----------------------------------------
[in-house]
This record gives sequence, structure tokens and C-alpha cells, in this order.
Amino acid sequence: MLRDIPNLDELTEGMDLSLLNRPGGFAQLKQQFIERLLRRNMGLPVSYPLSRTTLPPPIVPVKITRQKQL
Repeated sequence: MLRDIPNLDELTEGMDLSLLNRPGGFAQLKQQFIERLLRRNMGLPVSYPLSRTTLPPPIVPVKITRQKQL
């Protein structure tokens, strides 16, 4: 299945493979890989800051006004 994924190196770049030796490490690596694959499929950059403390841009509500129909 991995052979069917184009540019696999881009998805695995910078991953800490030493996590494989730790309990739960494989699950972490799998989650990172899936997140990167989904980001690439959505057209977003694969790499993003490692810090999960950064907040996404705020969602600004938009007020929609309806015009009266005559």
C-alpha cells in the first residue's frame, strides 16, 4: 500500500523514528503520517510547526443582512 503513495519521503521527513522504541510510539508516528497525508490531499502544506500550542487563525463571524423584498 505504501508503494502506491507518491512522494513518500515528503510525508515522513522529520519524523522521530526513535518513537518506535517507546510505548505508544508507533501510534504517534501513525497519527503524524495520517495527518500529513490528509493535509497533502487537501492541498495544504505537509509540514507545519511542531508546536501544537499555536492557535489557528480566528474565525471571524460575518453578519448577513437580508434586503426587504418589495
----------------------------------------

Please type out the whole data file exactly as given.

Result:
[in-house]
This record gives sequence, structure tokens and C-alpha cells, in this order.
Amino acid sequence: MLRDIPNLDELTEGMDLSLLNRPGGFAQLKQQFIERLLRRNMGLPVSYPLSRTTLPPPIVPVKITRQKQL
Repeated sequence: MLRDIPNLDELTEGMDLSLLNRPGGFAQLKQQFIERLLRRNMGLPVSYPLSRTTLPPPIVPVKITRQKQL
């Protein structure tokens, strides 16, 4: 299945493979890989800051006004 994924190196770049030796490490690596694959499929950059403390841009509500129909 991995052979069917184009540019696999881009998805695995910078991953800490030493996590494989730790309990739960494989699950972490799998989650990172899936997140990167989904980001690439959505057209977003694969790499993003490692810090999960950064907040996404705020969602600004938009007020929609309806015009009266005559």
C-alpha cells in the first residue's frame, strides 16, 4: 500500500523514528503520517510547526443582512 503513495519521503521527513522504541510510539508516528497525508490531499502544506500550542487563525463571524423584498 505504501508503494502506491507518491512522494513518500515528503510525508515522513522529520519524523522521530526513535518513537518506535517507546510505548505508544508507533501510534504517534501513525497519527503524524495520517495527518500529513490528509493535509497533502487537501492541498495544504505537509509540514507545519511542531508546536501544537499555536492557535489557528480566528474565525471571524460575518453578519448577513437580508434586503426587504418589495